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ESL Lesson: Word Story: Jokes

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"Jokes" are funny stories. You tell a story and hope that the ending, what is often called the "punch line", will make the listener laugh. Let me tell you one and let's hope I at least get a smile. A man who is very fond of going to the theatre to see" thrillers", sometimes called"detective stories" or "whodunits" (because you have to find out who has committed — "done" the murder) goes to see a play but has a very bad seat.

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He asks the "usher" (someone who shows you to your seat) if he can find a better seat because he wants to work out who the murderer is and promises he will give him a very large "tip" (a lot of money for the service). The usher finds him a good seat. The man gives him just ONE penny. As the usher walks away, he says to the man: "By the way the butler does it with the candlestick!"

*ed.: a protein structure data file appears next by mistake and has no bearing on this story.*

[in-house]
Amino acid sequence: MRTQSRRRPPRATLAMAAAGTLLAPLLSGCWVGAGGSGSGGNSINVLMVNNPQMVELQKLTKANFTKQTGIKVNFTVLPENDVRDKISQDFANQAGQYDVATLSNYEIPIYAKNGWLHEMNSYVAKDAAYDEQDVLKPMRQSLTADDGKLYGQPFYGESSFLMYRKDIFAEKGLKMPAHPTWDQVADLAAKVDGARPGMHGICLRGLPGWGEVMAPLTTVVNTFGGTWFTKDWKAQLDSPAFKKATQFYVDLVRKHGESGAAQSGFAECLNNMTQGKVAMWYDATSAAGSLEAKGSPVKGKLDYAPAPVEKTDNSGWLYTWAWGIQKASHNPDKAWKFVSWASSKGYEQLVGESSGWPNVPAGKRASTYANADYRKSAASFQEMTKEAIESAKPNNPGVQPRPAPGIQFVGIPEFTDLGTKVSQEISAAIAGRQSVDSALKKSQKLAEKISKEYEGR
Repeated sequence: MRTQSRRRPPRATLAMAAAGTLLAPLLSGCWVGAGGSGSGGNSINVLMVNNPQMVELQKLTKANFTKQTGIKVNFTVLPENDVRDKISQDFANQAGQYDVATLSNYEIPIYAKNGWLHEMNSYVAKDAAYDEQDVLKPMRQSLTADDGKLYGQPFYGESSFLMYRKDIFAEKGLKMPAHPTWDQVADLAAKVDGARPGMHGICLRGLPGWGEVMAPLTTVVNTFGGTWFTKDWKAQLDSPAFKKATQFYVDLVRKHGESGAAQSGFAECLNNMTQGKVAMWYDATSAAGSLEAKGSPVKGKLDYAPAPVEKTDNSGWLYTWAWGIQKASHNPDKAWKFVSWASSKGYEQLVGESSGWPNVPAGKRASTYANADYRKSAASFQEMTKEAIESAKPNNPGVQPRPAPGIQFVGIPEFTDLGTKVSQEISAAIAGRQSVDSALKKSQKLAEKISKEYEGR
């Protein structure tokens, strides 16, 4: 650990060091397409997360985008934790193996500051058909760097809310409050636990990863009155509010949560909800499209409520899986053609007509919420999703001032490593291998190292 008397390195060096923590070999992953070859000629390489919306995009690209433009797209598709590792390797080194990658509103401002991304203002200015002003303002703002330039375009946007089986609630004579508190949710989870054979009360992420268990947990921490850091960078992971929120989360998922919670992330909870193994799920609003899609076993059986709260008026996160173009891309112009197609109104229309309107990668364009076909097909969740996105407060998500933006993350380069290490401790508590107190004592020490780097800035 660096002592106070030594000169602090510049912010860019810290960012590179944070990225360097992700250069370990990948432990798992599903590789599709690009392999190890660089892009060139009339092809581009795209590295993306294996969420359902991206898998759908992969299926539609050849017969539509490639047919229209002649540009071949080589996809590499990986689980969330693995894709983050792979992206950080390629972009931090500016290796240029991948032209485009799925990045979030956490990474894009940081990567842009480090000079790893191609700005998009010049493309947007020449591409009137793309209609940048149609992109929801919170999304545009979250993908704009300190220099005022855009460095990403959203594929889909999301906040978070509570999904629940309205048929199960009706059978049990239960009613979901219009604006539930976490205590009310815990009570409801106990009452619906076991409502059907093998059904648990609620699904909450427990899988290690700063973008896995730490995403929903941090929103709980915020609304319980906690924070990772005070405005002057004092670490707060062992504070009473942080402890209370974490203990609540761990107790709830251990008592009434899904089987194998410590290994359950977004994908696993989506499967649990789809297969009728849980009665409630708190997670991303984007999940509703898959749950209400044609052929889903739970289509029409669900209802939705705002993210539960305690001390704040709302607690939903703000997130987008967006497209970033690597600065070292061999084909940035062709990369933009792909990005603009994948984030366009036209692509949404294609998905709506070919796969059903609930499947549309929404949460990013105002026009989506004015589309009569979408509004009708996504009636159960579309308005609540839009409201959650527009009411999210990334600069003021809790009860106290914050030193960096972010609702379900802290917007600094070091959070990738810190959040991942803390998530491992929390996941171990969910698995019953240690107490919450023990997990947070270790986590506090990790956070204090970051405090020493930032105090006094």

There are two verbs associated with "jokes — tell and make". You "tell jokes" or funny stories if you do what I have just done by "telling you a joke about" the man in the theatre. You can also "make jokes about someone". This means that you make fun of someone you know or if you are a "comic" or "comedian", someone who does this for a living, you will invariably "make jokes about" famous people and very often politicians. A "joker" is someone who is always "telling jokes" or playing tricks on people. It is also the word for the one odd card in a pack of playing cards. One useful expression connected with "jokes" is what you say to someone who asks you to do something really dangerous like bungee jumping: "You must be joking!"

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Next:ESL Lesson: Word Story: Dictionary

Author: Alan Townend

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